Monday again, Story366!
Today I continue with my week of posting on an author for a second time, meaning I already covered them once, but have a different/new book by them and am doing that book now instead. That doesn’t really roll off the tongue, not like Sweeps Week or Taco Tuesday. Two-Timers Week? Sure. Let’s call this Two-Timers Week.
Dave Housley yesterday started us off and Melissa Pritchard is second today with The Odditorium, out in 2012 from Bellevue Literary Press. I originally covered Pritchard in June of 2016, reading from her Disappearing Ingenue: The Misadventures of Eleanor Stoddard (and a story about the Brach heiress murder, if I’m not mistaken). I remember writing that entry in a Drury Inn in Collinsville, Illinois, on the way to a trip to Chicago, my family down at the pool as I pecked away at the desk. I loved that book and love The Odditorium as much, maybe even more.
The Odditorium, as the title might indicate, is filled with stories about the unconventional, misfits who have a place in this world, even if that place is not having a place. The lead story, “Pelagia, Old Fool,” is a romp about this mid-nineteenth-century Russian woman who goes from unwilling bride to outcast to nunnery convict to saint over the course of various circumstantial and incredible adventures. It’s a riot, really, one that includes some tragedy, too. Bonus points to Pritchard for following Pelagia throughout her whole life, and beyond, through Russian history, all the way to Gorbachev. There’s even an epilogue, of sorts, at the end, called “Three Morals,” three random anecdotes/vignettes that I liked, too.
I next read “Ecorché: Flayed Man,” which is switching-POV story, told from three different perpsectives, thethree links on the chain of what happens to a body, in Florence, Italy, in 1798. First there’s the Collector, who finds the bodies, then the Director, who does the dissection and research on the body, and finally, the Anatomist, who prepared the body for display and final rest. The story starts by following this chain as it deals with the corpse of a beautiful young woman, incidents that lead us to see our three protagonists display some rather lewd and disgusting behavior. The story moves beyond the girl, eventually, focusing on these three sad little men more as individuals. Again, after, Pritchard adds a three-part epilogue made of vignettes. Makes me think she likes doing that, adding trios of little stories onto the main story.
I’m focusing on the title story today, “The Odditorium,” which is basically a first-person, primary-resource account of Robert Ripley, of Ripley’s Believe It … or Not! fame. Part of it seems like literary biography, which I liked. I used to read those Ripley books when I was a kid and liked the TV show with creepy, pre-Oscar Jack Palance as the host. So, I liked the facts of Ripley’s life, like how he was funded by William Randolph Hearth. That he was a womanizer, but only married once, for less than nine months. Or that he traveled around the world, himself, decked out in a pith helmet and safari gear, looking for his treasures. Best of all? His swimsuit also included a pith helmet. Now I kind of want to read a full-length biography about this guy.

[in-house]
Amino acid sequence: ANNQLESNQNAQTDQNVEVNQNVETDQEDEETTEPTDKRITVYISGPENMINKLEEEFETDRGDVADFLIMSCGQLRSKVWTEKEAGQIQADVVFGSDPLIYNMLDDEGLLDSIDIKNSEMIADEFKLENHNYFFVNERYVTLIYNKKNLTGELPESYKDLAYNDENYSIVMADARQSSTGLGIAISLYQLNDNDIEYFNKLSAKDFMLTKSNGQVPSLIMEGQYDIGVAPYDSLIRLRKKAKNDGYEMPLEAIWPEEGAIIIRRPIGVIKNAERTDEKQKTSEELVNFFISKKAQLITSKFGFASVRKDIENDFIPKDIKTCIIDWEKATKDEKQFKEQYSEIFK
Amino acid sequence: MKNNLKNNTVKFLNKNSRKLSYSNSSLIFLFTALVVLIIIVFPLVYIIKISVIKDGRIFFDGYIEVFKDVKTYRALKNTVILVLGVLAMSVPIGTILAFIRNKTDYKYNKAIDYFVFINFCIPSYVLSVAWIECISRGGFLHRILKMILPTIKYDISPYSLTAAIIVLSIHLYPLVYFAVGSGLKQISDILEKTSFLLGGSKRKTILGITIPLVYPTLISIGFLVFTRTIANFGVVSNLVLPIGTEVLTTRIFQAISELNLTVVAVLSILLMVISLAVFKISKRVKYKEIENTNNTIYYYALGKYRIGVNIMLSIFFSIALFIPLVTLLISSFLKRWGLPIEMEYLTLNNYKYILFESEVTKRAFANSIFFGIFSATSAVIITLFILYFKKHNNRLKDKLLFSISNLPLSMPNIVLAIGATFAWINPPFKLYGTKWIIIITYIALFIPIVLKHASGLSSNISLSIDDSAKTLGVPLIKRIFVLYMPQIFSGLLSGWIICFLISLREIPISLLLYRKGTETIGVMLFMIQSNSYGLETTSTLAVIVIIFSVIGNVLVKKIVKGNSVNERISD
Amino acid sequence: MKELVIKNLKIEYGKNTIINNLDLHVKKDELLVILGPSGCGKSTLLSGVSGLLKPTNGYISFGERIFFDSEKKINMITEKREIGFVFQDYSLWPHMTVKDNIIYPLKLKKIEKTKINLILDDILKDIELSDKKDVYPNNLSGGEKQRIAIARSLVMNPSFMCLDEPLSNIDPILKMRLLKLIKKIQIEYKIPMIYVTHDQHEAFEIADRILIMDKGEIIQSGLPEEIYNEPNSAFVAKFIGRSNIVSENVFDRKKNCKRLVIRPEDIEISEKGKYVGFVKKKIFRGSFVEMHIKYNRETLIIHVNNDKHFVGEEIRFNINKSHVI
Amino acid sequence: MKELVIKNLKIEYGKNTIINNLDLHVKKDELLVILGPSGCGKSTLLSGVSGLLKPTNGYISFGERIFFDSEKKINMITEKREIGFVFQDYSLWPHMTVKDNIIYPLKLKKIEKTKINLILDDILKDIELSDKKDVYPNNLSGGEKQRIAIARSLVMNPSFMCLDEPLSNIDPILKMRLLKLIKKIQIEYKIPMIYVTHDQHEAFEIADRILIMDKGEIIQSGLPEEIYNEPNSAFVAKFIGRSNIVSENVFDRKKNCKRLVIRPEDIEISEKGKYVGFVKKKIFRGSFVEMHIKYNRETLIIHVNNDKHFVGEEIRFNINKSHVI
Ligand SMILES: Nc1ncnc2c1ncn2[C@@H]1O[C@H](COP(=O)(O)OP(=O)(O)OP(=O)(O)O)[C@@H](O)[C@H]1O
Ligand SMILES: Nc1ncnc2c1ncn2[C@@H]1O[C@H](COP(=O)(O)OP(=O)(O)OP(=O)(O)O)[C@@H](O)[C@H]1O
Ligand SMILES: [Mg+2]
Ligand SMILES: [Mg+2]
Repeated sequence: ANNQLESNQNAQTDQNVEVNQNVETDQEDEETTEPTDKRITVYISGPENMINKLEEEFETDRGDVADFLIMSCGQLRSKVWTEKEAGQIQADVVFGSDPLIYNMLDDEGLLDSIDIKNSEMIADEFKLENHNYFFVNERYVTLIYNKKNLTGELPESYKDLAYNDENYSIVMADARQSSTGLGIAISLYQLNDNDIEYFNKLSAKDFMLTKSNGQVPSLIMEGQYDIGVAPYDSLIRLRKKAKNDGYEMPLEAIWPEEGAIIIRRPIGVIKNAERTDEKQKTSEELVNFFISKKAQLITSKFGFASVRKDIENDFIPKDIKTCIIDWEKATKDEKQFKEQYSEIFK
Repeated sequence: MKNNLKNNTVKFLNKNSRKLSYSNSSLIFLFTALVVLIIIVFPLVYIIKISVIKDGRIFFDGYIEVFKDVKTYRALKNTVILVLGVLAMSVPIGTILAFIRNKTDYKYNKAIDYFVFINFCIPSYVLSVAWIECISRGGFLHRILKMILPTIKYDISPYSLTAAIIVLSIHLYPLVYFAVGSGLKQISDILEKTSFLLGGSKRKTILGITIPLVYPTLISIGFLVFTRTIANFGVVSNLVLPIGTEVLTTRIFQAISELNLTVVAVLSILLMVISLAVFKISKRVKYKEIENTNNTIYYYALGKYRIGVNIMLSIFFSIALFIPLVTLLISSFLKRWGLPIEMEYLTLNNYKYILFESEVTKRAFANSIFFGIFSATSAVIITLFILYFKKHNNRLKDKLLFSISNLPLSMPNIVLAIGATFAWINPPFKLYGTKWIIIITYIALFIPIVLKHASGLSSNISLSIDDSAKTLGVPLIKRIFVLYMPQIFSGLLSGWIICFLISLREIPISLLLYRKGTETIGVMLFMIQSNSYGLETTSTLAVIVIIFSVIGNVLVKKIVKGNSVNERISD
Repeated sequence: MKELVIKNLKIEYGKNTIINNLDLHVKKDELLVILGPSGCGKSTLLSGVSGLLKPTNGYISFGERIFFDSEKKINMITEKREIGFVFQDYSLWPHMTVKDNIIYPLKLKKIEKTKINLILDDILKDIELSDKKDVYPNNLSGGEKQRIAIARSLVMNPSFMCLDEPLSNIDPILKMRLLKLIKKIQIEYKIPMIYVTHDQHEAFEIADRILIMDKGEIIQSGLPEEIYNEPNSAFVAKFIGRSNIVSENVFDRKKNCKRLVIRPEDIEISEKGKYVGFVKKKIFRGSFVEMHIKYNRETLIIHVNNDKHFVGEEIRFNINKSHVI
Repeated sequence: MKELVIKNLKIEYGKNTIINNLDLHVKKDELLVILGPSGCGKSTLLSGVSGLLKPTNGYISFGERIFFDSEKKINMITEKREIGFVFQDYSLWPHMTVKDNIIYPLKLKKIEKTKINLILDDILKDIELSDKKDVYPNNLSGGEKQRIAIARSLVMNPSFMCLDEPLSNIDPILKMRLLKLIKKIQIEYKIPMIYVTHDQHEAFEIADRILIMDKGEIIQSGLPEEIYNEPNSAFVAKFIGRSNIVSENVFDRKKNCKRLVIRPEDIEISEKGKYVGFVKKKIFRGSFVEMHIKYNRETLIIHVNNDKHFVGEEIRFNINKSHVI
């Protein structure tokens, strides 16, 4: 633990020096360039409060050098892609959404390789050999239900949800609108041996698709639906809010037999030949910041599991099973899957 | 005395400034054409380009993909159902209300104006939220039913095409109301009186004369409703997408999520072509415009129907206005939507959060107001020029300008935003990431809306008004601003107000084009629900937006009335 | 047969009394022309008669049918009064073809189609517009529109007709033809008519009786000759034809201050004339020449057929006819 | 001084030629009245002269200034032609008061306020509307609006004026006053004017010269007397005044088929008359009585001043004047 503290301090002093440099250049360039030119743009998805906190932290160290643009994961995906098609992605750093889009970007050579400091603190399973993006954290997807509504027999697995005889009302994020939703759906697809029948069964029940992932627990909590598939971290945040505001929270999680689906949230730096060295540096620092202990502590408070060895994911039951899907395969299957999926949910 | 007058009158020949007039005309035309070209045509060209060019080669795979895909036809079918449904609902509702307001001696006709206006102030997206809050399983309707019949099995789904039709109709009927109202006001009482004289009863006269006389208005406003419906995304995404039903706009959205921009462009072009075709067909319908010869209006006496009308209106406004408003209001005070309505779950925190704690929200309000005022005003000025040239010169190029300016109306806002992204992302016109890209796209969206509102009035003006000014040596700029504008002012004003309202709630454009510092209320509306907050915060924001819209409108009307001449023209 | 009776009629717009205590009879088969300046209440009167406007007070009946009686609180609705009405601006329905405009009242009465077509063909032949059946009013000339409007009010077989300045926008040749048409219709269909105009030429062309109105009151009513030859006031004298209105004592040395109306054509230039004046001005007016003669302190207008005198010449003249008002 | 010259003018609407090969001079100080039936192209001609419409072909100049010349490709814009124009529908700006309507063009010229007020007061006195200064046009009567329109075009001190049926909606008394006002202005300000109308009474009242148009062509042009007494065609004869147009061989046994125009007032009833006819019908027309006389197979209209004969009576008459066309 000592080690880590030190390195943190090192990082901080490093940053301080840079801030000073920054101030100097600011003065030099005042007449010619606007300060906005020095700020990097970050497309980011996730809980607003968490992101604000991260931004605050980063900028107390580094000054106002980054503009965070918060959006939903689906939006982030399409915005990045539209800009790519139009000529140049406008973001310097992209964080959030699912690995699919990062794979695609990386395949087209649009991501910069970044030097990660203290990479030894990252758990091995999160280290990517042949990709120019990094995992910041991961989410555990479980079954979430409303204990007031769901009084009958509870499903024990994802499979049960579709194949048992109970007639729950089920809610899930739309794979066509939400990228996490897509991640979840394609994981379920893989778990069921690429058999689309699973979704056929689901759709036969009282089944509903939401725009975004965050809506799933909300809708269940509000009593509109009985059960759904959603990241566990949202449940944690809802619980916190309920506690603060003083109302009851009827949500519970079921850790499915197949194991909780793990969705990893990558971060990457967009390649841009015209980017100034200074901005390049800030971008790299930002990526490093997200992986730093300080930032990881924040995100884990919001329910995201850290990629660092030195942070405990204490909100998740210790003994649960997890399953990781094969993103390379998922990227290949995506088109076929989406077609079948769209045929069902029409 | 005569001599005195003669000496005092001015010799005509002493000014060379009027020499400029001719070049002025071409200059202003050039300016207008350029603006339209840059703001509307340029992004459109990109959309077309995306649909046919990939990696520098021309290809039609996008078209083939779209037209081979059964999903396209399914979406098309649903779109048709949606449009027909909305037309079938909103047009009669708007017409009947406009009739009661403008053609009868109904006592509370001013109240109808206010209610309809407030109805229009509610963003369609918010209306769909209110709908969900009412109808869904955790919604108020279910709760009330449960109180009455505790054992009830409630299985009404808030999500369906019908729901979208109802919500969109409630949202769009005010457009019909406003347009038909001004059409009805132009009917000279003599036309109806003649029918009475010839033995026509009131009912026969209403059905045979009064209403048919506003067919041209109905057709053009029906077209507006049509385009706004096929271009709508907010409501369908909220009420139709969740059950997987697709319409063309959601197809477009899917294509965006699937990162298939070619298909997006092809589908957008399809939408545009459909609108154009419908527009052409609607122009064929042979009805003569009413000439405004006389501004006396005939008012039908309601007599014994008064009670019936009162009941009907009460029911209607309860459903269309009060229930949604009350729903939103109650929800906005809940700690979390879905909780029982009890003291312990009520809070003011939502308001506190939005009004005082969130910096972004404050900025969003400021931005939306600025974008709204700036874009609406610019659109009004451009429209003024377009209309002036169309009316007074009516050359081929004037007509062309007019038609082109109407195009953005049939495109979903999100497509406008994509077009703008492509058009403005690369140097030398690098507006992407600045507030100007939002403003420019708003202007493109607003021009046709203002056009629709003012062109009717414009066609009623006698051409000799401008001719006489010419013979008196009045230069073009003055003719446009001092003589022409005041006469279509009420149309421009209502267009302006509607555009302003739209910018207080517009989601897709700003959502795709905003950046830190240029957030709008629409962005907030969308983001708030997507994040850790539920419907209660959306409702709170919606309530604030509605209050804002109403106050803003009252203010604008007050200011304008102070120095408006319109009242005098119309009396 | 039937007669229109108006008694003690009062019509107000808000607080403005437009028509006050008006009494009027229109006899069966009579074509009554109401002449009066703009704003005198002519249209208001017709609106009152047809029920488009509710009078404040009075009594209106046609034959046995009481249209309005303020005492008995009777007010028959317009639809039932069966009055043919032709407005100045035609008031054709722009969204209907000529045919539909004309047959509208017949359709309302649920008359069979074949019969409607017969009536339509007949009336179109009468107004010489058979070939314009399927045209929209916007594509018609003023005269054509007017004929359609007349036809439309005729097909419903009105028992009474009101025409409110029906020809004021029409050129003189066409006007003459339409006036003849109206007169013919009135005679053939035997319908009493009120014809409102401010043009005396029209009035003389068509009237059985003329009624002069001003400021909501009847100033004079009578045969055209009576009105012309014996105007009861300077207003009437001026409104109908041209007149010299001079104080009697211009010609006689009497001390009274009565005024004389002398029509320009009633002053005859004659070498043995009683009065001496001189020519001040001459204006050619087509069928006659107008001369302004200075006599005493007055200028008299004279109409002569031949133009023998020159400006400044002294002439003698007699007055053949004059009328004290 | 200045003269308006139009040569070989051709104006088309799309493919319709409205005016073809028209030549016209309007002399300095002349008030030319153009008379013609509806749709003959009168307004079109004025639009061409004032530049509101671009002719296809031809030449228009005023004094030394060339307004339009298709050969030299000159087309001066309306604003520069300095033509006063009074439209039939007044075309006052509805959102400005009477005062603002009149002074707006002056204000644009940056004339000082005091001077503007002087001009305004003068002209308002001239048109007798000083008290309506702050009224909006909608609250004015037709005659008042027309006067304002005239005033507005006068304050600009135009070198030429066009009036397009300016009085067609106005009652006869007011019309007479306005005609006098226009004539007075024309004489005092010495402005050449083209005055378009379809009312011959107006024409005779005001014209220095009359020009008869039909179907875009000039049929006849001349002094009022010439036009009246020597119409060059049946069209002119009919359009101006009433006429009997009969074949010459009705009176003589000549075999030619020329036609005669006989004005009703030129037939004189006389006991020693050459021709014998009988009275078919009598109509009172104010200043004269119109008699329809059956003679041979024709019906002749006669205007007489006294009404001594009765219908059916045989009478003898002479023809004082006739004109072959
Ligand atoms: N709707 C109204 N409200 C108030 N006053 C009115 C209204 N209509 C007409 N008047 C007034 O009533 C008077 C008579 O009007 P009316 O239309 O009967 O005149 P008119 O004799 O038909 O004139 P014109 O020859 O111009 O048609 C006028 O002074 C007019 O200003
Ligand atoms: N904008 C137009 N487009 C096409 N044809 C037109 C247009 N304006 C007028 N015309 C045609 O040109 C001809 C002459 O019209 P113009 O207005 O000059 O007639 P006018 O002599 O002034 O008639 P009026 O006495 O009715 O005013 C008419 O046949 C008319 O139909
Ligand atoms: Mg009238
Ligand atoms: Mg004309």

The story also focuses on a character that’s often referred to as The Appendage, one Norbert Pearlroth, who served as Ripley’s researcher. As dedicated and anal as Ripley was about finding artifacts, Pearlroth proved just as thorough, spending thousands upon thousands of hours in the New York Public Library, making sure every stunning fact was accurate, every unreal claim true, every preposterous boast legitimate. This went on for over forty years. And the weird thing? He and Ripley never met.
That’s really most of the story, except there’s a semi-revelation at the end, that the narrator of this story is Pearlroth himself, and I say “semi” because I kind of knew that the whole time. But I think that’s part of the narrator’s voice, his character, to end the story with that flourish—I think Pritchard knows we know, but is letting poor Norbert have a moment.
As this is a first-peripheral story, with an out-of-body add-on thrown in, I get a Nick/Gatsby vibe here, that Pearlroth admires Ripley, especially at the story, but there’s also some underlying frustration, even some jealousy. Ripley got to be the face of the venture, the celebrity, while Pearlroth had his books. Maybe I’m misreading that, but maybe not.
Before I conclude, I have to note that Prithcard is an absolute master at sentences. I don’t quote texts here very often, but check out this line from “Pelagia, Old Fool”:
Father Seraphim, many years dead and a venerated saint, arrived to administer the sacraments, and Anna claimed to have seen with her own eyes an angelic being descend through the roof, whisk Pelagi off in its alien arms, and return her, babbling incoherent, at dawn.
And that’s just one example: Most of the story is made up of sentences of that complexity and structure, adding to the absolute joy of reading this piece.
Again, I can’t believe I put off reading this book for so long simply because I’d already read one of Melissa Pritchard’s books. The Odditorium is a beautifully weird collection, chock full of Pritchard’s master over the English language and uncanny ability to spot and peg an oddball. This is a book I want to eat up, reading it so fast, so hard, that it’s like I never avoided it for so long, so stupidly. What a fantastic writer Pritchard is, and what a book she’s given us.